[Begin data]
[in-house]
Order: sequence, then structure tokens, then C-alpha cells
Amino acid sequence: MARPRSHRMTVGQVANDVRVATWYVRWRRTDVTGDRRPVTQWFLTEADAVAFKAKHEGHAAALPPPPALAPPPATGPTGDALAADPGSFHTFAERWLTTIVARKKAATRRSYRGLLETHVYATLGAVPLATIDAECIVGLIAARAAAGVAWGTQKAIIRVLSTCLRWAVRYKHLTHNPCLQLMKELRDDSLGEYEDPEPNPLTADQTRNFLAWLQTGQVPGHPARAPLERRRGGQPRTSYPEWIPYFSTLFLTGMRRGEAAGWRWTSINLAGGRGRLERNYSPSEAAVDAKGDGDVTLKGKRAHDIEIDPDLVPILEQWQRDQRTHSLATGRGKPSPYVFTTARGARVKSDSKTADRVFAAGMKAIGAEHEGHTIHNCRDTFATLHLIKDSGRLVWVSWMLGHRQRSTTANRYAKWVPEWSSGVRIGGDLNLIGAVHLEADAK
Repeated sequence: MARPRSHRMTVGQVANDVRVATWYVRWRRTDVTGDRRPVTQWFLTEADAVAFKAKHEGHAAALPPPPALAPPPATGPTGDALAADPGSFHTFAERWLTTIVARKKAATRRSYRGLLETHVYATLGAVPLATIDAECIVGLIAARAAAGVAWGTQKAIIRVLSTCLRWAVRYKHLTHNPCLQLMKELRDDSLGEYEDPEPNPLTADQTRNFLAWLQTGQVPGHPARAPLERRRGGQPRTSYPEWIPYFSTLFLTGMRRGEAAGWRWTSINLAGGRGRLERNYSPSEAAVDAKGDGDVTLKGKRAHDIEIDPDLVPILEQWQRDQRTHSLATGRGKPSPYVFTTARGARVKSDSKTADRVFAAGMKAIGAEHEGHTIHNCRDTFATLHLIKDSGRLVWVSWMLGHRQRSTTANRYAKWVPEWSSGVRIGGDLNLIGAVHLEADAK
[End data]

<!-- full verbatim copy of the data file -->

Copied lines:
[in-house]
Order: sequence, then structure tokens, then C-alpha cells
Amino acid sequence: MARPRSHRMTVGQVANDVRVATWYVRWRRTDVTGDRRPVTQWFLTEADAVAFKAKHEGHAAALPPPPALAPPPATGPTGDALAADPGSFHTFAERWLTTIVARKKAATRRSYRGLLETHVYATLGAVPLATIDAECIVGLIAARAAAGVAWGTQKAIIRVLSTCLRWAVRYKHLTHNPCLQLMKELRDDSLGEYEDPEPNPLTADQTRNFLAWLQTGQVPGHPARAPLERRRGGQPRTSYPEWIPYFSTLFLTGMRRGEAAGWRWTSINLAGGRGRLERNYSPSEAAVDAKGDGDVTLKGKRAHDIEIDPDLVPILEQWQRDQRTHSLATGRGKPSPYVFTTARGARVKSDSKTADRVFAAGMKAIGAEHEGHTIHNCRDTFATLHLIKDSGRLVWVSWMLGHRQRSTTANRYAKWVPEWSSGVRIGGDLNLIGAVHLEADAK
Repeated sequence: MARPRSHRMTVGQVANDVRVATWYVRWRRTDVTGDRRPVTQWFLTEADAVAFKAKHEGHAAALPPPPALAPPPATGPTGDALAADPGSFHTFAERWLTTIVARKKAATRRSYRGLLETHVYATLGAVPLATIDAECIVGLIAARAAAGVAWGTQKAIIRVLSTCLRWAVRYKHLTHNPCLQLMKELRDDSLGEYEDPEPNPLTADQTRNFLAWLQTGQVPGHPARAPLERRRGGQPRTSYPEWIPYFSTLFLTGMRRGEAAGWRWTSINLAGGRGRLERNYSPSEAAVDAKGDGDVTLKGKRAHDIEIDPDLVPILEQWQRDQRTHSLATGRGKPSPYVFTTARGARVKSDSKTADRVFAAGMKAIGAEHEGHTIHNCRDTFATLHLIKDSGRLVWVSWMLGHRQRSTTANRYAKWVPEWSSGVRIGGDLNLIGAVHLEADAK